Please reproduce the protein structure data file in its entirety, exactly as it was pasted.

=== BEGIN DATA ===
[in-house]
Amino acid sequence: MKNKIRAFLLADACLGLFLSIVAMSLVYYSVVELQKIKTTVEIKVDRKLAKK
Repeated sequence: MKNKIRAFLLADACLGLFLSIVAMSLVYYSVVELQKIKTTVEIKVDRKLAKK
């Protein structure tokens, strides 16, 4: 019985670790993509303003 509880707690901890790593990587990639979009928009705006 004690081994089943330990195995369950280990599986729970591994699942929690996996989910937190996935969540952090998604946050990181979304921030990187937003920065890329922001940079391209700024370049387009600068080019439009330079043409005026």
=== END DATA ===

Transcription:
[in-house]
Amino acid sequence: MKNKIRAFLLADACLGLFLSIVAMSLVYYSVVELQKIKTTVEIKVDRKLAKK
Repeated sequence: MKNKIRAFLLADACLGLFLSIVAMSLVYYSVVELQKIKTTVEIKVDRKLAKK
């Protein structure tokens, strides 16, 4: 019985670790993509303003 509880707690901890790593990587990639979009928009705006 004690081994089943330990195995369950280990599986729970591994699942929690996996989910937190996935969540952090998604946050990181979304921030990187937003920065890329922001940079391209700024370049387009600068080019439009330079043409005026």